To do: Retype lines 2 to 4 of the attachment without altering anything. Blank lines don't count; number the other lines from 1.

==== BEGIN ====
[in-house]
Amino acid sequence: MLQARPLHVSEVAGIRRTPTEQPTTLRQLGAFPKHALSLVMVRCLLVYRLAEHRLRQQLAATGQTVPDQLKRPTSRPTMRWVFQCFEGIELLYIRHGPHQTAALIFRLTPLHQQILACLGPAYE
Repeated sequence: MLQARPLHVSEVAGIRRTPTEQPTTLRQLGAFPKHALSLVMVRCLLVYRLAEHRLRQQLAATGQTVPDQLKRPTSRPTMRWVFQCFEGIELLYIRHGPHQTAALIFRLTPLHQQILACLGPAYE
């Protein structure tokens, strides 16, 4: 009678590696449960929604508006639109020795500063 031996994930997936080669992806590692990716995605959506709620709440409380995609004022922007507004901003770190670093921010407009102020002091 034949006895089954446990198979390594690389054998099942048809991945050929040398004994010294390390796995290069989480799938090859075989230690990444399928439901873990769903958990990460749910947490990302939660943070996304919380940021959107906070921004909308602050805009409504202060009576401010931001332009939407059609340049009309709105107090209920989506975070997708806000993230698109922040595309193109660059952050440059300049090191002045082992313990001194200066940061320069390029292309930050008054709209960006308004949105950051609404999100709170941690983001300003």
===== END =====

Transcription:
Amino acid sequence: MLQARPLHVSEVAGIRRTPTEQPTTLRQLGAFPKHALSLVMVRCLLVYRLAEHRLRQQLAATGQTVPDQLKRPTSRPTMRWVFQCFEGIELLYIRHGPHQTAALIFRLTPLHQQILACLGPAYE
Repeated sequence: MLQARPLHVSEVAGIRRTPTEQPTTLRQLGAFPKHALSLVMVRCLLVYRLAEHRLRQQLAATGQTVPDQLKRPTSRPTMRWVFQCFEGIELLYIRHGPHQTAALIFRLTPLHQQILACLGPAYE
């Protein structure tokens, strides 16, 4: 009678590696449960929604508006639109020795500063 031996994930997936080669992806590692990716995605959506709620709440409380995609004022922007507004901003770190670093921010407009102020002091 034949006895089954446990198979390594690389054998099942048809991945050929040398004994010294390390796995290069989480799938090859075989230690990444399928439901873990769903958990990460749910947490990302939660943070996304919380940021959107906070921004909308602050805009409504202060009576401010931001332009939407059609340049009309709105107090209920989506975070997708806000993230698109922040595309193109660059952050440059300049090191002045082992313990001194200066940061320069390029292309930050008054709209960006308004949105950051609404999100709170941690983001300003």